A recently restored program at Riverside City College aims to make students skin care experts.
Esthetician classes, which train people to become skin care and make-up specialists, are back as part of the school’s cosmetology department after a roughly six-year absence.
An infusion of state dollars for career technical education helped the college reinstate the program, which was dropped amid budget cuts during the Great Recession.
“It’s one of the biggest industries in terms of job growth in the cosmetology area,” said Peter Westbrook, who heads the school’s cosmetology department. “It was disappointing because we had to turn away many students over the years.”
He said inquiries from people interested in skin care classes soared last year after Marinello Schools of Beauty closed all 56 of its campuses, including 39 in California. In the Inland area, Marinello had schools in Moreno Valley, Hemet, Temecula, San Bernardino and Ontario. The U.S. Department of Education said the for-profit cosmetology school was improperly allocating federal student aid money.
“We did receive some students that were displaced by that closure,” Westbrook said.
Breanna Richardson is among the 26 students taking classes that started in March. They must finish two nine-week courses, held eight hours a day Monday through Friday, before they can take a state exam to become licensed estheticians. Students must complete at least 600 hours of theory and practical training with a minimum 2.0 Grade Point Average.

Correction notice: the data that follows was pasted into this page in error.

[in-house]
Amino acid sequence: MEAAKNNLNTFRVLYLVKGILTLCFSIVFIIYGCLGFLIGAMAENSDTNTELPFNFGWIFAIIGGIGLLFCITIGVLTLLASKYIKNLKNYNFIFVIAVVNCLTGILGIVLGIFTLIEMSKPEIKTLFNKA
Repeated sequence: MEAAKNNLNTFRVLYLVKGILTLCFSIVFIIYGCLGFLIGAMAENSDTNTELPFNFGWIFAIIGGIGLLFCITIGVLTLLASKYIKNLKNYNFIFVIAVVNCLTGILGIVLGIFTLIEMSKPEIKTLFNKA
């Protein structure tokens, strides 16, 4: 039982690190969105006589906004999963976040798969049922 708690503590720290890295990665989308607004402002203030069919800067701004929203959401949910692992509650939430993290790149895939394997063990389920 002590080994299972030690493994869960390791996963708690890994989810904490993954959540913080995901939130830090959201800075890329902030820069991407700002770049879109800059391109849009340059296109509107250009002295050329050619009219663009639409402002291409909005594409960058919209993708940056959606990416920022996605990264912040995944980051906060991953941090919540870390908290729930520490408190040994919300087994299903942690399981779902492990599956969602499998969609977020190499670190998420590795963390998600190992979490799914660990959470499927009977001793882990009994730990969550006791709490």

“Everything is so fast,” said Richardson, a 21-year-old Beaumont resident who is a manager at Taco Bell and wants to work in waxing. “For someone who doesn’t have a lot of time like me, it’s great.”
Riverside City College spent some of the $2.9 million it received in the 2016-17 budget from the community college system’s Strong Workforce Program to buy equipment to provide advanced skin care treatments, Westbrook said.
Students practice the latest techniques using a wet dry microdermabrasion machine, which removes excess layers of dead skin. They also do microcurrent treatments to stimulate face and neck muscles. Chemical exfoliation, chemical peels and LED light therapy help with acne, aging skin and other problems.
“These type of treatments help treat the concerns that people have with their skin, not just cover them up,” said Madeline Bettencourt, a skin care and cosmetology instructor. “With the correct product use at home, the turnaround time for results is a lot faster.”
Students also get a theoretical foundation that includes learning about disinfecting, sanitation, product ingredients, skin disorders and diseases, as well as anatomy and physiology. They also learn how to write resumes, apply for jobs and run their own businesses. Students can start working on clients about six weeks into the program after practicing on each other.
The school hopes to grow enrollment to about 100 or more students a year — the approximate number when the program was halted, he said.
Demand will continue rising as more men, older people and younger clients seek skin care services, he said.
Katelynn Hand wants to pursue a business degree after finishing the 18-week program. She enjoys doing facials and hair removal and looks forward to opening her own salon.
“It’s fun for me when I give them tips and advice on what they can do better,” said Hand, an 18-year Yucaipa resident. “I like helping people and making them feel good about themselves.”